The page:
It would, I think, be safe to say that whilst they may not be au fait with the details, the majority of people will at least be familiar with the name of Piltdown Man. It would also, I further contend, be equally safe to say that far fewer are familiar with, or are even aware of, Nebraska Man.
The story starts with in run up of the Scopes ‘Monkey’ Trial (more of which another day), when William Jennings Bryan, who would be the lead prosecutor in that trial and was the leading opponent of Darwinism in 1920s America, was offered space in the New York Times of Sunday, February 26th 1922, in which to further advance his arguments. In his article, Bryan quoted at length from an address delivered before the American Association for the Advancement of Science at Toronto on December 28, 1921 by Professor W Bateson, another sceptic of Darwinism, entitled Evolutionary Faith and Modern Doubts.
|Henry Fairfield Osborn|
The following week, the newspaper offered Professor Henry Fairfield Osborn, an eminent palaeontologist, the right of reply, and as Osborn mischievously wrote
“… realising that quotations from the highest scientific authorities in the world would not have the slightest influence upon him or his followers, I referred him to the writings of St. Augustine, also to the Holy Scriptures,”
with especial regard to the Book of Job xii:8 – ‘Speak to the earth and it shall teach thee,’ adding that if he did, he might not lose his religion but might just become an evolutionist.
|New York Times September 17th 1922|
Just nine days later, Osborn received a fossil tooth from Harold J Cook, a farmer and geologist from Snake Creek, Nebraska -the home state, Osborn gleefully pointed out, of W J Bryan himself. Osborn identified the small, water-worn tooth as the upper second molar of an as-yet unidentified primate, to which he gave the genus and species names Hesperopithecus haroldcookii - Hesperopithecus means Ape-man of the Western World – and was claimed as the first higher primate to be discovered in North America. There was some initial scepticism - Arthur Smith Woodward, of Piltdown fame, wrote in Nature June 10th 1922, that the tooth might equally be the lower molar of an ancient bear and that, “There is, indeed, some reason to suspect that Hesperopithecus has received an inappropriate name.”
|Nature August 26th 1922|
Osborn responded with an article, also in Nature (August 26th 1922), entitled ‘Hesperopithecus, the Anthropoid Primate of Western Nebraska,’ in which he made the case for his identification of his subject. He draws parallels with the distribution of Upper Miocene and Pliocene Strepsicerine and Hippotragine antelopes, arguing that primates might follow a similar distribution – on the map, the discovery place of Hesperopithecus is marked with an ‘X’.
|Enlarged Map from Nature August 26th 1922|
Photographic illustrations of the Nebraska tooth in comparison to chimpanzee, pithecanthropus and North American Indian molars show their similarities and differences, and he concludes,
|Comparison of teeth - from Nature August 26th 1922|
“I have not stated that Hesperopithecus was either an Ape-man or in the direct line of human ancestry, because I consider it quite possible that we may discover anthropoid apes (Simiidae) with teeth closely imitating those of man (Hominidas), just as we have discovered in the true Piltdown man (Eoanthropus) teeth closely imitating those of the chimpanzee,”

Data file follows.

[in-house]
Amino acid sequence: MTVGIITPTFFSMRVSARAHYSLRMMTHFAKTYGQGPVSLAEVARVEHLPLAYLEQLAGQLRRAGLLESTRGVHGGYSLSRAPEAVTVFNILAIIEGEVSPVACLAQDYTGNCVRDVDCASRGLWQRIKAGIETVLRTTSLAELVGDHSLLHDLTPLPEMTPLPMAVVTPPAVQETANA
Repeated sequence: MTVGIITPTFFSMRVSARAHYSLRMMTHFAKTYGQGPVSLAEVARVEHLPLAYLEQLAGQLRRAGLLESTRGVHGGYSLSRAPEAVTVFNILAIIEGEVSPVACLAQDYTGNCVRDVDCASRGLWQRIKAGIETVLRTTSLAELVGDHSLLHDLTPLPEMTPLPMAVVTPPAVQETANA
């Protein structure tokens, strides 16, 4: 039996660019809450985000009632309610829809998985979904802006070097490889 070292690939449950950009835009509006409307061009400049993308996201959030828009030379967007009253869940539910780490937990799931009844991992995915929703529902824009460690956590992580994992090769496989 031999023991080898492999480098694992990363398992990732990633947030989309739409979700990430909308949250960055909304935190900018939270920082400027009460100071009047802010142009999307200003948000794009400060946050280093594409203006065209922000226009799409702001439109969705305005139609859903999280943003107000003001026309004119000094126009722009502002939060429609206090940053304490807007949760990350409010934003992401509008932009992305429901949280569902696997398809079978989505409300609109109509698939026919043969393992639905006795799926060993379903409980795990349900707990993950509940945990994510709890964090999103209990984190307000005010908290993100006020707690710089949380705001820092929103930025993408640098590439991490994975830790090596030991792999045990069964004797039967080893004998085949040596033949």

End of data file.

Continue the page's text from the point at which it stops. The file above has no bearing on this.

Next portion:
which, in addition to showing a commendable scientific reticence, also illustrates how the influence of Piltdown befuddled and bedevilled the study of palaeoanthropology. Osborn had plaster copies of the tooth made, which he distributed to universities in North America and Europe, and opinions flooded in from numerous interested parties. In 1925 and 1926, parties of fossil collectors travelled to the Snake Creek beds and abundant new specimens were discovered. Unfortunately, these new examples were enough to prove that they came from a species called Prosthennops – which just happened to be an early extinct relation of the modern peccary. That’s right – the Ape-man of the Western World was actually a pig!
Retractions and corrections followed – but not from Osborn, who simply didn’t mention Hesperopithecus ever again. There is a certain schadenfreude to be savoured here, as Osborn was one of the most pompous, self-satisfied individuals ever to grace a field over-populated by pompous, self-satisfied individuals – this was a man who, in the selfless interest of encouraging potential palaeoanthropologists, published a book listing his many publications and illustrated with photographs of his numerous awards and medals.
|Bibliography of the Published Writings of H F Osborn 1916|
Of course, the anti-Darwinists loved all this – they couldn’t have wished for more in the wettest of their damp dreams. The case of the Nebraska Man still crops up on the web-sites of the cerebrally-challenged as ‘proof’ of the vacuity of science and its methods, without realising that this is precisely how science works. A find is made, a hypothesis follows, which is tested and reviewed, and if the claims are found to be wanting, they are rejected and a better model prevails, which, in turn, remains open to criticism. If something is wrong, no matter what it is, and if a better explanation can be made, then minds are changed and hands held up. I have yet to see this happening in the screeds of the deity-disturbers – but then again, I try to avoid anything written in coloured Comic-Sans.